Monday, August 18, 2008

I Me Mine

I was reading in the Sunday edition of the Jōmō Shimbun...

(When I am in the chihō I always pick up the local newspaper. As local papers are only 100 yen, it is hard to regret the purchase. You learn stuff too.)

...that the Ministry of Economics, Trade and Industry has scored a major coup for its clients. In a plan that seems fairly sure to clear the Finance Ministry gauntlet, the Ministry will be funneling financing to companies in order that they may invest in overseas mining projects in pursuit of non-ferrous metals.

I have mixed feelings about this plan. The memory of the vast sums expended and tiny rewards derived from MITI's oil exploration shenanigans should be warning off the bureaucrats from ever, ever attempting strategic resource extraction investments. However, the concentration of the mining of important metals and minerals in countries with real chips on their shoulders - and yes I am speaking about Russia and China -- as well as in countries where Japanese companies find themselves getting shoved aside by a coordinated aid/trade/finance/military sales push from China, pinning one's hopes on "the market" providing Japanese companies with materials at competitive prices seems somewhat naive. Even though the government has a lousy track record, lowering the barriers for companies to invest in the development of reserves in less politically fraught countries seems a least-worst option.

Not being an expert in mining or the resource trade, I find it hard to come to any sort of conclusion on the plan.

Jōmō Electric Railway train crossing the Watarase River
Kiryū City, Gunma Prefecture
August 17, 2008

It was serendipitous to be reading the story as an article in the Jōmō Shimbun whilst on my way to Kiryū. The bulk of northeast Kantō Region's wealth in the 19th and early 20th centuries was generated by the silk trade, centered in Tomioka and Kiryū. However, the area's other major industry was copper mining -- at the giant Ashio copper mine located on the upper reaches of the Watarase River.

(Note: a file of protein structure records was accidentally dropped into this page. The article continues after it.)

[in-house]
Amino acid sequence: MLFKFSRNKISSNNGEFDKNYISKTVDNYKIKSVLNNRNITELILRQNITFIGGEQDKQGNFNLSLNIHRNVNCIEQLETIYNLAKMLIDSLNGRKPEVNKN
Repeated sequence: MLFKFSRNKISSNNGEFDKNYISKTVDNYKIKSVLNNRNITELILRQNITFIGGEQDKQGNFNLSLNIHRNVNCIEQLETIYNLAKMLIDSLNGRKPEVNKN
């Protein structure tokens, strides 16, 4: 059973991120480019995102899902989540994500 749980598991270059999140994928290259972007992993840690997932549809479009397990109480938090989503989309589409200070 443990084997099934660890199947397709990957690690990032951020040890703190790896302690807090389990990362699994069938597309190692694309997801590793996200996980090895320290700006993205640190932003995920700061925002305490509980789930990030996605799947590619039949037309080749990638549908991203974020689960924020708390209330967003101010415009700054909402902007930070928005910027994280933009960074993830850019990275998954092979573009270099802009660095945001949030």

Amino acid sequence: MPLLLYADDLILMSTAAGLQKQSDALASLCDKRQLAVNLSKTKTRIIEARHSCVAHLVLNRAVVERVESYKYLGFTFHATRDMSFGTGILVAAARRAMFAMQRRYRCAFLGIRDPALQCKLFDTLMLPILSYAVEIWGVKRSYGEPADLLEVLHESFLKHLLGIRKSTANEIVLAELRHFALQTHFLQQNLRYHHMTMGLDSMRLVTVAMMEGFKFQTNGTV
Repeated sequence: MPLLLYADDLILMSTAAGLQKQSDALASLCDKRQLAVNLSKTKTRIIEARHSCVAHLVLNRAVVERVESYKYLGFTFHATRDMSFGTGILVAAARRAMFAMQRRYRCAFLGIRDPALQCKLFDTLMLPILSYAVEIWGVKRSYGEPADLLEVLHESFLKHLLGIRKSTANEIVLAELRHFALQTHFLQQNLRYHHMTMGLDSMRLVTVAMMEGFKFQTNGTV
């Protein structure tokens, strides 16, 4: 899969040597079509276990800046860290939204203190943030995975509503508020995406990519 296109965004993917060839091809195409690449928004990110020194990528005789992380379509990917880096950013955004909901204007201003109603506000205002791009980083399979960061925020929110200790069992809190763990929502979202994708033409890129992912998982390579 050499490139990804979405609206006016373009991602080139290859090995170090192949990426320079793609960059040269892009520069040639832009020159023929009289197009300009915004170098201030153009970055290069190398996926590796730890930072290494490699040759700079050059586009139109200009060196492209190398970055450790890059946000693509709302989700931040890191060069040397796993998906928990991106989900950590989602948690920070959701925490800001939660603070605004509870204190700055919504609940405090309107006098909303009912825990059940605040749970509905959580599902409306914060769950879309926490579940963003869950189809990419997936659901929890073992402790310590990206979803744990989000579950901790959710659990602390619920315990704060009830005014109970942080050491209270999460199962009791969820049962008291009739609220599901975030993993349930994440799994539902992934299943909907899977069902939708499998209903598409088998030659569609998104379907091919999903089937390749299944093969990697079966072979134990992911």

Japan apologists have had a bad habit of defending dumb Japanese government and Japanese company decisions on the basis of "as we all know Japan is a resource-poor country." This demonstrates a willfull blindness toward the contributions Japan's gold, silver and copper mines made to the global economy, particularly the use of copper for coins.

Later - Here a Japan Network News article on the METI plan (in J only).


JAM said...

One cannot help but agree with your assessment of the rather scary idea of the ministries trying to "round up" various resources, particularly give their track record.

On the Ashio Mine "bit", there is a lot more to it than that. Not only were various metals (gold, copper, silver) and coal critical and widely -- even voraciously -- exploited during the Edo and Meiji periods, the mining activities from that era (and extending into the Showa, of course) still scar much of the landscape of wide sections of Japan. In Akita, for example, there are whole townships (Now Kita Akita City and Kazuno City, or example) where the mountains are honeycombed with abandoned mines creating a pretty major hazard to anyone wandering about in them. The abandoned mineheads are concrete scars visible for miles. Finally, many of the rivers and streams are in interesting blue/green color because of copper pollution. All of this is in addition to a rather shady history of "labor relations" that seems to have involved various forms of slave labor (Chinese, Korean and "domestic"). Much of Kita Akita City is now sugi plantation (as much as 92% in some townships) but it had the fourth largest population in Akita Prefecture in the first national census in 1920.

Japan obviously did have substantial raw materials and basically exploited them until they were exhausted and now pleads poverty even while folks in many areas of Japan live with the scars.

OperationNorthwoods said...

Japan is going to be in a tricky situation when procuring resources abroad due to the US's strategy of pressuring Russia and China. The Brzezinski approach will probably lead to at least a new Cold War, and possibly more.

This may end up being dramatically rougher for Japan than the last Cold War, which actually benefited Japan.